Maximizing AVOD monetization in the age of ad-skipping?
Server-side ad insertion (SSAI) has been a game-changer in the digital advertising landscape, solving the problem of ad-blockers and allowing content creators to monetize their assets more effectively. However, ad-skipping remains an issue, reducing the potential revenue generated from ad placements. While it was a relevant topic when using client-side ad insertion (CSAI), the distinction between content and ads was much clearer and the different handling of each usually allows easier implementation of ad-skipping policies. With SSAI, a single stream is delivered to the player, and the boundary between content and ads is – by design – made a lot less visible.
While the Interactive Advertising Bureau (IAB) has not issued specific recommendations on tackling ad-skipping, there are several practices that have emerged as effective solutions.
In this blog post, we’ll explore a comprehensive approach to manage ad-skipping policies to ensure optimal monetization without compromising the user experience. We’ll assume, for the purpose of the initial discussion, that ads cannot be skipped.
To begin addressing ad-skipping, at least two components are needed:
- A mechanism in the player or app to determine ad positions (and associated metadata) in the asset timeline.
- A player API capable of catching events like user scrubbing and seeking into the timeline, which most modern web and mobile players offer.
Immediately, you can see that most of the work needed to address ad-skipping lies within the player itself, or the app that wraps it. On balance, it is the best method to minimize implementation complexity and reduce risks of buffering.
It primarily comes down to tracking and changing the position of the playhead.
We can look at it as a set of rules that need to be enforced in the player:
Rule 1 – An ad break started will be finished
When the playhead is inside of an ad break (whether a pre-roll or mid-roll), the viewer is prevented from being able to seek anywhere in the content until the ad break has finished. This is usually done by disabling the player controls, preventing any user interaction with the playhead.
Rule 2 – An upcoming ad break cannot be skipped overe to match our brand.
When the playhead is within proximity of a future mid-roll (for example within the 2 minute window preceding a mid-roll), the viewer is prevented from being able to seek anywhere in the timeline.
This rule ensures that the viewer cannot preempt the arrival of an break and skip it just before it starts.
Rule 3 – There will be no cheating
If the viewer scrubs forward in time, and the playhead lands within proximity of a previous mid-roll (for example within a 2 minute window after the mid-roll), the playhead is moved back to the start of that mid-roll.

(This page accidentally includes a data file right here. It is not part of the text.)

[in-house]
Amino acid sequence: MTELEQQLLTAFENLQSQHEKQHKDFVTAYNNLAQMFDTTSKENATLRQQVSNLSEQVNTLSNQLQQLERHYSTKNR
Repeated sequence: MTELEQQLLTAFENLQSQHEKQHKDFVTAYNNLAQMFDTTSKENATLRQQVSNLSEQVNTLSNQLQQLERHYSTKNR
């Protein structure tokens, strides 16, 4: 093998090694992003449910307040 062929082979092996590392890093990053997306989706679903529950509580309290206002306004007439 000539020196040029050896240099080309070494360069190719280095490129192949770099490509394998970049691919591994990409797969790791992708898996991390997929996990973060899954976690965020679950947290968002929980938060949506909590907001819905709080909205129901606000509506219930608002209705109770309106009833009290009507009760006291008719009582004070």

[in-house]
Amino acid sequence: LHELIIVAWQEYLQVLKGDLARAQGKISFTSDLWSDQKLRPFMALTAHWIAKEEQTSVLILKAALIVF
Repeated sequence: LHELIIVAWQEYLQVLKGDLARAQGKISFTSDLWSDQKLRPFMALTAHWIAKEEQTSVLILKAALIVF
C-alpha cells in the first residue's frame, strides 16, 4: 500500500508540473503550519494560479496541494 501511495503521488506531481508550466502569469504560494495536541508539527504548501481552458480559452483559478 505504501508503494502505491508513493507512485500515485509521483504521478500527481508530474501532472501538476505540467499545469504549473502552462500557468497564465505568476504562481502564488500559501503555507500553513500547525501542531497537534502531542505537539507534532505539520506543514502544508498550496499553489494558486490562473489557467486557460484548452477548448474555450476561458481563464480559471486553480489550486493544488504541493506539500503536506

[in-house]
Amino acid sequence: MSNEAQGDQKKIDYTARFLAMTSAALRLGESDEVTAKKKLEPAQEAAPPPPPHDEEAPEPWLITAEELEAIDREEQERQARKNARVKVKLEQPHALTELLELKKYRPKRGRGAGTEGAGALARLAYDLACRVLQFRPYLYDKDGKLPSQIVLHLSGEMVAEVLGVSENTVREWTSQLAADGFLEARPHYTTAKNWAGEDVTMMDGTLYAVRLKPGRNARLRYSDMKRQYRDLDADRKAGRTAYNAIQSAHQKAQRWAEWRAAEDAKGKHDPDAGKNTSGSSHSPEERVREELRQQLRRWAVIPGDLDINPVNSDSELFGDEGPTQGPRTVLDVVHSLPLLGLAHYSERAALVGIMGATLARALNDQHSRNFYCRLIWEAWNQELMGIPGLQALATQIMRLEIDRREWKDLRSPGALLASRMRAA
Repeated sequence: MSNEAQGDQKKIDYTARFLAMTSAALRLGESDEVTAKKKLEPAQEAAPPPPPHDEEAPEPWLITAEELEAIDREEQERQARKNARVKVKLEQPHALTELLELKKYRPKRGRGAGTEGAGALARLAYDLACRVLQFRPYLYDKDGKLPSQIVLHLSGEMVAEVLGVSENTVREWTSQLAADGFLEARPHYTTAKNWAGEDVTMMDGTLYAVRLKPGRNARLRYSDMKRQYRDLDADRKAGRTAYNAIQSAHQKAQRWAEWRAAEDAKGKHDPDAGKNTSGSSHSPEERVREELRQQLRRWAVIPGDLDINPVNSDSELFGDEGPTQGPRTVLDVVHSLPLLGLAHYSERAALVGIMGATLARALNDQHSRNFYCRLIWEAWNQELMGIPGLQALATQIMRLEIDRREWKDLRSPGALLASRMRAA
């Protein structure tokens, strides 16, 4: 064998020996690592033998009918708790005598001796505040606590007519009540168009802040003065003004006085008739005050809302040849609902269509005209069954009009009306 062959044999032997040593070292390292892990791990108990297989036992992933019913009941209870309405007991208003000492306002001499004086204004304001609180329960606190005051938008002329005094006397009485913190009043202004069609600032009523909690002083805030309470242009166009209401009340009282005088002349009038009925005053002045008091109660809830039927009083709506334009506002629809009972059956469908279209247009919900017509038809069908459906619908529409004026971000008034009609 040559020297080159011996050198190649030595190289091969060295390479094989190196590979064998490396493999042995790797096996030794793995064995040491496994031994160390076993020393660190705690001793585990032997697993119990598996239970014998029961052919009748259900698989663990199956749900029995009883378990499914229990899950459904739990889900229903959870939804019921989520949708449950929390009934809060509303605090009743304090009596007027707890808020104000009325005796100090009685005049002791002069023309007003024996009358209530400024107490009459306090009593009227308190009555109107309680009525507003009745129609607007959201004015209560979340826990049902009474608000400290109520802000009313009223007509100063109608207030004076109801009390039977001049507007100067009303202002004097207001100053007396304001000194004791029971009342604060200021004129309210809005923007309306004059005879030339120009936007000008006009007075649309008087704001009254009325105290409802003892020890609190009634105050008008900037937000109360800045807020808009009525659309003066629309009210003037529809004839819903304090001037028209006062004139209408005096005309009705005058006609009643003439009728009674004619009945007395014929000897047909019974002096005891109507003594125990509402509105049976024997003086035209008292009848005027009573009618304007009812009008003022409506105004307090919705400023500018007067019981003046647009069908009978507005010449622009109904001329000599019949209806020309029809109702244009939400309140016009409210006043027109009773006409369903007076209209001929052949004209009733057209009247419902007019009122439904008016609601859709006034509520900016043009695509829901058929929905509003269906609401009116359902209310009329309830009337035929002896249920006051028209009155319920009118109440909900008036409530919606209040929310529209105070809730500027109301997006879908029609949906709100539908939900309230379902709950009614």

Together with rule 2, it ensures that the viewer cannot “cheat” and go back in time just before an ad break to then jump ahead. If she does that, she will miss the first 2 minutes of the content that follow the mid-roll.
Rule 4 – At least one ad break must be watched
There are times when you might want to allow the viewer skipping ahead in the content, over multiple ad breaks. However in this case, the viewer should at least have to watch the last ad break.
If the viewer scrubs forward in time, and there is more that one mid-roll break between the playhead and landing position, the playhead is moved back to the start of the last mid-roll.
Rule 5 – Be nice, and resume playback at the desired position
For better user experience, an additional rule could be implemented to prevent the viewer from having to watch the same portion of the content more than once:
If (in rule 3 or 3a) the playhead landed on a position within the content, triggering the playhead to be moved back to the start of an ad break, you could move the playhead to the position that the viewer initially select, once that ad break is finished.
Bookmarking is a feature offered by some apps or players, which record the playhead position for users, allowing them to resume where they left off, in a future session of the same content.
For apps or players with such a feature, special measures must be taken. You may choose not to force the viewer to watch ads again, which requires the player to handle seeking to bookmark points first without following the rules mentioned above.
In drawing the 5 rules above, we’ve considered that all ads had to be watched. If you decide that some or all of those ads can be skipped by the viewer, whether from the start of the ad or after a period of time, you will need to alter those rules accordingly. This information – if specific to each ad – will have to be communicated to the player alongside other ad metadata and timing.
Fundamentally, it comes down to adjusting the start and end time of the time windows defined above, around the ad breaks.
With broadpeak.io and SmartLib
Using broadpeak.io as your SSAI solution, the first component, which communicates ad break timing and metadata to the player, is provided by the SmartLib player library.
The proposed approach aims to secure complete monetization while maintaining a consistent user experience. It is worth noting that implementing a subset of the suggested rules can provide a softer approach to enforcing ad-watching. By selectively choosing which rules to apply, content creators can strike a balance between ensuring ad monetization and maintaining a user-friendly experience. This flexibility allows businesses to tailor their strategy according to their audience preferences and advertising goals, ultimately resulting in a more effective and engaging ad experience for users.
The key takeaway is that whatever your monetization goals are, the fundamentals exist for enforcing your desired level, considering various user behaviors in on-demand content consumption. And you don’t need to look much beyond your players to enable it.